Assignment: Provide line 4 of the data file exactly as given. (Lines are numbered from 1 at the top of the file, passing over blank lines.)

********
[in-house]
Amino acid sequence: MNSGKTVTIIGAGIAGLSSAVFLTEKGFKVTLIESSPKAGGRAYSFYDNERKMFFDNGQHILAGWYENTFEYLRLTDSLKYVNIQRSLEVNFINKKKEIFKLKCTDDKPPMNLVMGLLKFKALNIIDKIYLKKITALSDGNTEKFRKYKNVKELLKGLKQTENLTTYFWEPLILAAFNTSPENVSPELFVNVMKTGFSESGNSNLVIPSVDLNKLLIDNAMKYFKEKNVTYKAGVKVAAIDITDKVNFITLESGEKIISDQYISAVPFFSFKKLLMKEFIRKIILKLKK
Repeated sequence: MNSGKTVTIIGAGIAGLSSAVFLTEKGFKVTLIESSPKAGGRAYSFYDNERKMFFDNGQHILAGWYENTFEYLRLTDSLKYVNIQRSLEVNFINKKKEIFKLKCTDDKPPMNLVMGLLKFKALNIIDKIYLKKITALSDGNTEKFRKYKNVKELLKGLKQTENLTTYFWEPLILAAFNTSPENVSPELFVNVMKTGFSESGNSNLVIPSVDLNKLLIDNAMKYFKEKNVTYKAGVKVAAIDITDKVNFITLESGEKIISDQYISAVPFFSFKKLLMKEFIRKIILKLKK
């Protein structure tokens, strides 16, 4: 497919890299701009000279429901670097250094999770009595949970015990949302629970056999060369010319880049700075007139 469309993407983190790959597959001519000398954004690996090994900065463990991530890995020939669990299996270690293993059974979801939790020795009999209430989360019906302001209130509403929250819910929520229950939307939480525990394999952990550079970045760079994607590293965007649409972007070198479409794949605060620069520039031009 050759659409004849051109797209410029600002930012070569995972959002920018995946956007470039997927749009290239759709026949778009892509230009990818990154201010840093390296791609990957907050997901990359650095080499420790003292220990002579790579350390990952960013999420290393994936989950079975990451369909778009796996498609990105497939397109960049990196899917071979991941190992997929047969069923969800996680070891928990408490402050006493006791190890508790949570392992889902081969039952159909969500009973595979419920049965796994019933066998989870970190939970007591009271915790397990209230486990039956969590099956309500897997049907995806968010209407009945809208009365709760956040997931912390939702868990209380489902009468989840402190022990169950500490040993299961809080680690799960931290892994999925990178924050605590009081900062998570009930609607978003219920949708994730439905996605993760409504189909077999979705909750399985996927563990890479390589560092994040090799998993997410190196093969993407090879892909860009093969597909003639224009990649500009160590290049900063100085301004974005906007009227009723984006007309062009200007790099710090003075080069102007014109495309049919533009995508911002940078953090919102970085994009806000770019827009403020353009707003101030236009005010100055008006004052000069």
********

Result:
């Protein structure tokens, strides 16, 4: 497919890299701009000279429901670097250094999770009595949970015990949302629970056999060369010319880049700075007139 469309993407983190790959597959001519000398954004690996090994900065463990991530890995020939669990299996270690293993059974979801939790020795009999209430989360019906302001209130509403929250819910929520229950939307939480525990394999952990550079970045760079994607590293965007649409972007070198479409794949605060620069520039031009 050759659409004849051109797209410029600002930012070569995972959002920018995946956007470039997927749009290239759709026949778009892509230009990818990154201010840093390296791609990957907050997901990359650095080499420790003292220990002579790579350390990952960013999420290393994936989950079975990451369909778009796996498609990105497939397109960049990196899917071979991941190992997929047969069923969800996680070891928990408490402050006493006791190890508790949570392992889902081969039952159909969500009973595979419920049965796994019933066998989870970190939970007591009271915790397990209230486990039956969590099956309500897997049907995806968010209407009945809208009365709760956040997931912390939702868990209380489902009468989840402190022990169950500490040993299961809080680690799960931290892994999925990178924050605590009081900062998570009930609607978003219920949708994730439905996605993760409504189909077999979705909750399985996927563990890479390589560092994040090799998993997410190196093969993407090879892909860009093969597909003639224009990649500009160590290049900063100085301004974005906007009227009723984006007309062009200007790099710090003075080069102007014109495309049919533009995508911002940078953090919102970085994009806000770019827009403020353009707003101030236009005010100055008006004052000069």